In this YA thriller, a teen with the ability to see the face of a killer or an assailant through a victim’s eyes remains in danger of the culprit spotting her as well.
In many ways, Carlie Henson is a typical 15-year-old. Though she’s endured lows, like her parents’ divorce, she’s more than content with handsome, doting boyfriend Dillon Daniels. But a decade ago, she displayed an unusual ability: She saw the victim of an unsolved murder on TV and, via the eyes, knew who the killer was. She gave a detailed description to her mother, Linda Cooper, a police sketch artist. This frighteningly linked Carlie to the predator, who nearly succeeded in abducting her. She now lives with her overprotective mom, who fears what might happen if Carlie looks into a victim’s eyes again. Unfortunately, that’s exactly what the teen does after realizing that a recent unidentified body is one of her friends from school. The strong possibility that the murderer, whose face she’s now seen, will come looking for her is a constant threat and could be perilous for Linda, Dillon, and Carlie’s friend Jenna Bradshaw. Furthermore, Carlie learns that the eyes of a person who’s suffered an attack will likewise show her a perpetrator—who’s no less menacing. Supernatural faculty notwithstanding, Ward (Glimpses of Wilderness, 2017, etc.) deftly underlines a teenager’s sometimes-turbulent life. Carlie and Dillion’s relationship is the book’s richest element; there’s an unmistakable physical attraction, but it’s coupled with genuine affection from both sides. Carlie has her flaws (using her power covertly requires the occasional lie) but is empathetic. For example, she holds an impromptu Sweet Sixteen party for Jenna after hearing that her friend missed out on one. Details on Carlie’s ability are vague though not abstruse; it’s abundantly clear she’s seeing the culprit’s face. There’s still mystery, too, as Carlie, even if seeing an individual, doesn’t necessarily know his or her identity. Still, attempts at defining her power produce blunders: Multiple characters, including a therapist, erroneously call it telekinesis.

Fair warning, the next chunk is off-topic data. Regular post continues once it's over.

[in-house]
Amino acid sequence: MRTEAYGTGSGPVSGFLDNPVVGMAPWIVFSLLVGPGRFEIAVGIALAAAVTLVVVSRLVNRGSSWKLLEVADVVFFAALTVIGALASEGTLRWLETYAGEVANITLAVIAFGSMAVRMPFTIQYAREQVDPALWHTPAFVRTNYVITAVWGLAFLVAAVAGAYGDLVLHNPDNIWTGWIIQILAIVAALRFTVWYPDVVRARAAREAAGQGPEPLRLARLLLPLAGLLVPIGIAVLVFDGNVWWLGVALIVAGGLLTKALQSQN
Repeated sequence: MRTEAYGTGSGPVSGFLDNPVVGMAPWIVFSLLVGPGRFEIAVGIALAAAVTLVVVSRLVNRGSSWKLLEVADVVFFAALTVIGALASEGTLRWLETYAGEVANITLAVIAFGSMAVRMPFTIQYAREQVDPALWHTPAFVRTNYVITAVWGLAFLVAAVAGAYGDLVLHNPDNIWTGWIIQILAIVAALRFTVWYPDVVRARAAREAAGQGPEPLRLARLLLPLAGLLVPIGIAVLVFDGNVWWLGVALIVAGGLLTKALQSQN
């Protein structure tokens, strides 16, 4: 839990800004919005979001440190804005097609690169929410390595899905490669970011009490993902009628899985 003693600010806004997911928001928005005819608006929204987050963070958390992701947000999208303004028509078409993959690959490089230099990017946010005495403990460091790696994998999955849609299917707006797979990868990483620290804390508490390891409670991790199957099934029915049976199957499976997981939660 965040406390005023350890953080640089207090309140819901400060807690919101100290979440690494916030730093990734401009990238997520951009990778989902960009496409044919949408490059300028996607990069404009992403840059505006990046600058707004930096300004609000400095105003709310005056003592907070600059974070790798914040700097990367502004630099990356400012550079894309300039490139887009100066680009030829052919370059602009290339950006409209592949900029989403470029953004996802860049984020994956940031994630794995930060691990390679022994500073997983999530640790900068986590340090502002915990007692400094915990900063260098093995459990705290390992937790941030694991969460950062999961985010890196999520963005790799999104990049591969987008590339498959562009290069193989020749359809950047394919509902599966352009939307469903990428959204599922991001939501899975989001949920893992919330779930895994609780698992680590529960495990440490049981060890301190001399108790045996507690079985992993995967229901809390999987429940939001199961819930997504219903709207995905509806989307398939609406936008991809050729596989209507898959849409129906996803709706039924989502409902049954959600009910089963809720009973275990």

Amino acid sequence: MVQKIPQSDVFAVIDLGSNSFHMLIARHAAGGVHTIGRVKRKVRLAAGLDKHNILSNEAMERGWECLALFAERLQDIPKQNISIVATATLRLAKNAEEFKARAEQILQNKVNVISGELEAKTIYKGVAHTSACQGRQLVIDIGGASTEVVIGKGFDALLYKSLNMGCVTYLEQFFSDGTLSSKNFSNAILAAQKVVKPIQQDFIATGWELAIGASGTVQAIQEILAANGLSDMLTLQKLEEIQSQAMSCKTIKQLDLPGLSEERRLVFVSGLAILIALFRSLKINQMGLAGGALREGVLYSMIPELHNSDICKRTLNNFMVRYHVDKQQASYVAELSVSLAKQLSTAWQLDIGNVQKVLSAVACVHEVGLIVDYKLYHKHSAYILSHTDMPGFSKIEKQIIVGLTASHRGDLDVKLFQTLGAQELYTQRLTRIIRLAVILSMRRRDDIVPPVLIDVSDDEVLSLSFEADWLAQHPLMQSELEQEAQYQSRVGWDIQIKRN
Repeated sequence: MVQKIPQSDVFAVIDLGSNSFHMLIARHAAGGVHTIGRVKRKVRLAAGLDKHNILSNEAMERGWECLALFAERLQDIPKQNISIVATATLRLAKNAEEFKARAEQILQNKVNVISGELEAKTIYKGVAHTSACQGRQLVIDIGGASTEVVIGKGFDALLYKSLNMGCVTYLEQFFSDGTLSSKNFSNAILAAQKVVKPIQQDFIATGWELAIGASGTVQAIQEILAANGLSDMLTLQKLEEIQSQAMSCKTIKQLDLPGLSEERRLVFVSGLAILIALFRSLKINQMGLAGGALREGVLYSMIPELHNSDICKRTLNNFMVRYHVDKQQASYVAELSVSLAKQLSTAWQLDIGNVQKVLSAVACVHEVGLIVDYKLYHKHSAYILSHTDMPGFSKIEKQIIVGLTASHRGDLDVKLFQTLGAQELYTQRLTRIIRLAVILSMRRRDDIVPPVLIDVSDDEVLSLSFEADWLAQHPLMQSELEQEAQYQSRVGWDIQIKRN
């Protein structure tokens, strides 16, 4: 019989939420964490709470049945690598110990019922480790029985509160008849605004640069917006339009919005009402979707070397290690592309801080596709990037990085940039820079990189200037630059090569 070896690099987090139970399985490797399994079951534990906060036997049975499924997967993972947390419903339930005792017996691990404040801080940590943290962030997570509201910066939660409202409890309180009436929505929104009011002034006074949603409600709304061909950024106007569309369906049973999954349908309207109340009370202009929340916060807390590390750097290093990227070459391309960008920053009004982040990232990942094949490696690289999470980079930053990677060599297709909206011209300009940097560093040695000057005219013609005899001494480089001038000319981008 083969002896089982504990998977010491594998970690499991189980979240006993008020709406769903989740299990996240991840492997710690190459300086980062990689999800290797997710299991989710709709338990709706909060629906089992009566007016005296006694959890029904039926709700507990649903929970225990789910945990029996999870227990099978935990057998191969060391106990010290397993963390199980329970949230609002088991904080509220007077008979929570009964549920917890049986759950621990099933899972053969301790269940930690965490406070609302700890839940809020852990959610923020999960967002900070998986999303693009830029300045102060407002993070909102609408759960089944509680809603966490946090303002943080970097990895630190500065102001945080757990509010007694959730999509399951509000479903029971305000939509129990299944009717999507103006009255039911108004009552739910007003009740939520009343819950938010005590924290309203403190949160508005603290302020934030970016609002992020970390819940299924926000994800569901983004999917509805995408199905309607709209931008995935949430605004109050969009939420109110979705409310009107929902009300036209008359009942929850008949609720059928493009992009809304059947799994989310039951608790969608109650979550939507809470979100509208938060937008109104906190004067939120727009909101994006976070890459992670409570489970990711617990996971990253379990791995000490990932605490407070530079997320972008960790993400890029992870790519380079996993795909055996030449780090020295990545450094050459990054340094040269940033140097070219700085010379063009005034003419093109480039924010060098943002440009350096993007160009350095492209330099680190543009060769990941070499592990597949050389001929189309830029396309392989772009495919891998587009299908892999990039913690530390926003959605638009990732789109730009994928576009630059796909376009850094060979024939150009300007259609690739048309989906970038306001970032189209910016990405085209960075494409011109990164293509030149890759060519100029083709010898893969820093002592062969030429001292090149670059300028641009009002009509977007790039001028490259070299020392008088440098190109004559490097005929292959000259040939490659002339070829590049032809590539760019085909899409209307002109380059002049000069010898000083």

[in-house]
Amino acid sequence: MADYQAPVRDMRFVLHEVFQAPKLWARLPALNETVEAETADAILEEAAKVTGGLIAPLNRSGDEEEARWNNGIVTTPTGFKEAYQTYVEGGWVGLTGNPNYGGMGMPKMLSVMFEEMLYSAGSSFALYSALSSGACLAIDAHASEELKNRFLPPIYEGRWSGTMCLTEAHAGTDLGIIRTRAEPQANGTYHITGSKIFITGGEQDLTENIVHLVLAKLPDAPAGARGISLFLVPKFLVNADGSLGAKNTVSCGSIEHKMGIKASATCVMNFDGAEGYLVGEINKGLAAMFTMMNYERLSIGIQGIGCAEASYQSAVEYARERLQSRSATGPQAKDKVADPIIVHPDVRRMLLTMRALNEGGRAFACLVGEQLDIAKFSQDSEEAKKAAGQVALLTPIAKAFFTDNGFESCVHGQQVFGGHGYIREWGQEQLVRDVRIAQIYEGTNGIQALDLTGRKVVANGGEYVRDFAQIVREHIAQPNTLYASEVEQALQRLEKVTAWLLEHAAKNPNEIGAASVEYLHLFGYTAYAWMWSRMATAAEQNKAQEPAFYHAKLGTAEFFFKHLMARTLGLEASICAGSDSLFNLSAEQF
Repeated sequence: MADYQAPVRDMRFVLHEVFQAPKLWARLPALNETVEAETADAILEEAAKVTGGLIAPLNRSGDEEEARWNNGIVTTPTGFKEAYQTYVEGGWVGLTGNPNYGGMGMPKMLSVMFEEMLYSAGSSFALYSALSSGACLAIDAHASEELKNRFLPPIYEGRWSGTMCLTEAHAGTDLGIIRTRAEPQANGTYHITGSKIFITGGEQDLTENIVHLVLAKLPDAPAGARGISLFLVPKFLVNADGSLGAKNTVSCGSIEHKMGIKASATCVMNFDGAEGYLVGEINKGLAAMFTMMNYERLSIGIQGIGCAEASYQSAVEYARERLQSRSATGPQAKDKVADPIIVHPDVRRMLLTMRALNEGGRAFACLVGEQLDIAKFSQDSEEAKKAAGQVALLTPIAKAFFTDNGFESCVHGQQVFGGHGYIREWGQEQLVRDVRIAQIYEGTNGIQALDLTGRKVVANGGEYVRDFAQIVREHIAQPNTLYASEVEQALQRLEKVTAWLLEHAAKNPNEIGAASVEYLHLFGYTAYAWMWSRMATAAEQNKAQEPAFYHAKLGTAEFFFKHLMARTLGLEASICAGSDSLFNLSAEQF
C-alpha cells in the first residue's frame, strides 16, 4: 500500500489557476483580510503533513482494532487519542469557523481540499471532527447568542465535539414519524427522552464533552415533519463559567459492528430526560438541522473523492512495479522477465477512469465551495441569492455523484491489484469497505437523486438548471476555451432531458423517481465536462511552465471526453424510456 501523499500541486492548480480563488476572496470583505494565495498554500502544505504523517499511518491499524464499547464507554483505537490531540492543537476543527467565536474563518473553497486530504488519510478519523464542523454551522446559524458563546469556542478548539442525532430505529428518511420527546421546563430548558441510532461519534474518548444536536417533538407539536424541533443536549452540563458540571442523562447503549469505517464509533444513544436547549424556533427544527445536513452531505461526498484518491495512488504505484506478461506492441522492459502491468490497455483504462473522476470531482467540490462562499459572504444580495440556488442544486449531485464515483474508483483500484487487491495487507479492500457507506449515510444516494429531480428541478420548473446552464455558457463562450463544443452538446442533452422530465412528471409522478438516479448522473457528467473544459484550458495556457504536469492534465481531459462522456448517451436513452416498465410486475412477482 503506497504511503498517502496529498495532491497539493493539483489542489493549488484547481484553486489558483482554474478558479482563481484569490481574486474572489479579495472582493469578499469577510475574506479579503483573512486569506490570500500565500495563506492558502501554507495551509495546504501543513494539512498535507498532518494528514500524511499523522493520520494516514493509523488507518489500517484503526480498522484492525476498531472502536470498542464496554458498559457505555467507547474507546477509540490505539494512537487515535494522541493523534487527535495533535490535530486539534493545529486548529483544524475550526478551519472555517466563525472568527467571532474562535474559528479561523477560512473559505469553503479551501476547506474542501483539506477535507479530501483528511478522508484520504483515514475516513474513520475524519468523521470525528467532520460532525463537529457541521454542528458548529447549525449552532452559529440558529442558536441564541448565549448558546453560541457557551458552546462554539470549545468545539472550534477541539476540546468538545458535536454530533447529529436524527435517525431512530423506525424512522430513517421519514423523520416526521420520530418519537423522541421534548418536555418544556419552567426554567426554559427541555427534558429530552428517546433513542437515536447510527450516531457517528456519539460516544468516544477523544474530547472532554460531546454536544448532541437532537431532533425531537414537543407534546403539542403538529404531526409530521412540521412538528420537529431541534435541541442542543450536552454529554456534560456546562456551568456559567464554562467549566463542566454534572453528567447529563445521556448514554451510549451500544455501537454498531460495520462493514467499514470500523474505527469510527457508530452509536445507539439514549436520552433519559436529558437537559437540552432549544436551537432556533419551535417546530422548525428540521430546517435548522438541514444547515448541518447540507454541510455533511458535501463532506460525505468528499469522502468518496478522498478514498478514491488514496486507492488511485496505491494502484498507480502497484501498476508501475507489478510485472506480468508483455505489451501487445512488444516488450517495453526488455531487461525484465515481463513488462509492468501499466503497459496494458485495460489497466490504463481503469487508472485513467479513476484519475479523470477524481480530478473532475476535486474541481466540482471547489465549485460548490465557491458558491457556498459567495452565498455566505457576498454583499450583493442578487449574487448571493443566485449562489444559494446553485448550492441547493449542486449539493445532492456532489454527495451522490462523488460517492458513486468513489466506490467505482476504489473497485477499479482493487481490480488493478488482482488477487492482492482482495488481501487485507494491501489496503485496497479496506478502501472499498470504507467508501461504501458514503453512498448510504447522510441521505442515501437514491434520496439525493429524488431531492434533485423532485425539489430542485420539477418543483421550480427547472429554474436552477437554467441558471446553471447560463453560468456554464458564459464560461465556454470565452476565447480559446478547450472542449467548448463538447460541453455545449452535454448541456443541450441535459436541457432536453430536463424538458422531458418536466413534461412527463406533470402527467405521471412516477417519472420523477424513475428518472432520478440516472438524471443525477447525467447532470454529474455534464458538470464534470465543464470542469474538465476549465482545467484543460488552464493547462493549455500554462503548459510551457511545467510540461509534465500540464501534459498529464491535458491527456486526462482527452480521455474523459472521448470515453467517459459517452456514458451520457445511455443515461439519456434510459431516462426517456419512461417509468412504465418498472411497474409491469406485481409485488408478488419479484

A commendable, gifted protagonist who bravely confronts both villains and adolescence.